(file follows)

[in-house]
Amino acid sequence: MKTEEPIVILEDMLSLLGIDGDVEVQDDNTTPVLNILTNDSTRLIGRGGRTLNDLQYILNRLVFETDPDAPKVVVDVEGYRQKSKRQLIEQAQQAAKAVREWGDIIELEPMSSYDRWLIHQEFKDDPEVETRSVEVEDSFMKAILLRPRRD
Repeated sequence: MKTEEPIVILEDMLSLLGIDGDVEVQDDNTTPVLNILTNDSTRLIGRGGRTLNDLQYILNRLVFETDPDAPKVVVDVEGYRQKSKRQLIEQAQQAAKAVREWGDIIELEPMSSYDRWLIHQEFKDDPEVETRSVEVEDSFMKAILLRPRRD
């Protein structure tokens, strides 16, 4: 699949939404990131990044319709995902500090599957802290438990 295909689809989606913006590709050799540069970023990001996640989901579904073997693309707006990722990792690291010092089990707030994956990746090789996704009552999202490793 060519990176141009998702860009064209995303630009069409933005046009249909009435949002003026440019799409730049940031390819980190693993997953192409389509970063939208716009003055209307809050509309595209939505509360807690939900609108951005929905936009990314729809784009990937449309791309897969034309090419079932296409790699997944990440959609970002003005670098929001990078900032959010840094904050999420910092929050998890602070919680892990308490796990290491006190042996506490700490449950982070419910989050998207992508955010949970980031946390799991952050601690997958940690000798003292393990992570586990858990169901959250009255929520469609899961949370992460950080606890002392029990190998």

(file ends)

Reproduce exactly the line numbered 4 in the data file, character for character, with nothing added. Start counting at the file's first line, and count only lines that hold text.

């Protein structure tokens, strides 16, 4: 699949939404990131990044319709995902500090599957802290438990 295909689809989606913006590709050799540069970023990001996640989901579904073997693309707006990722990792690291010092089990707030994956990746090789996704009552999202490793 060519990176141009998702860009064209995303630009069409933005046009249909009435949002003026440019799409730049940031390819980190693993997953192409389509970063939208716009003055209307809050509309595209939505509360807690939900609108951005929905936009990314729809784009990937449309791309897969034309090419079932296409790699997944990440959609970002003005670098929001990078900032959010840094904050999420910092929050998890602070919680892990308490796990290491006190042996506490700490449950982070419910989050998207992508955010949970980031946390799991952050601690997958940690000798003292393990992570586990858990169901959250009255929520469609899961949370992460950080606890002392029990190998």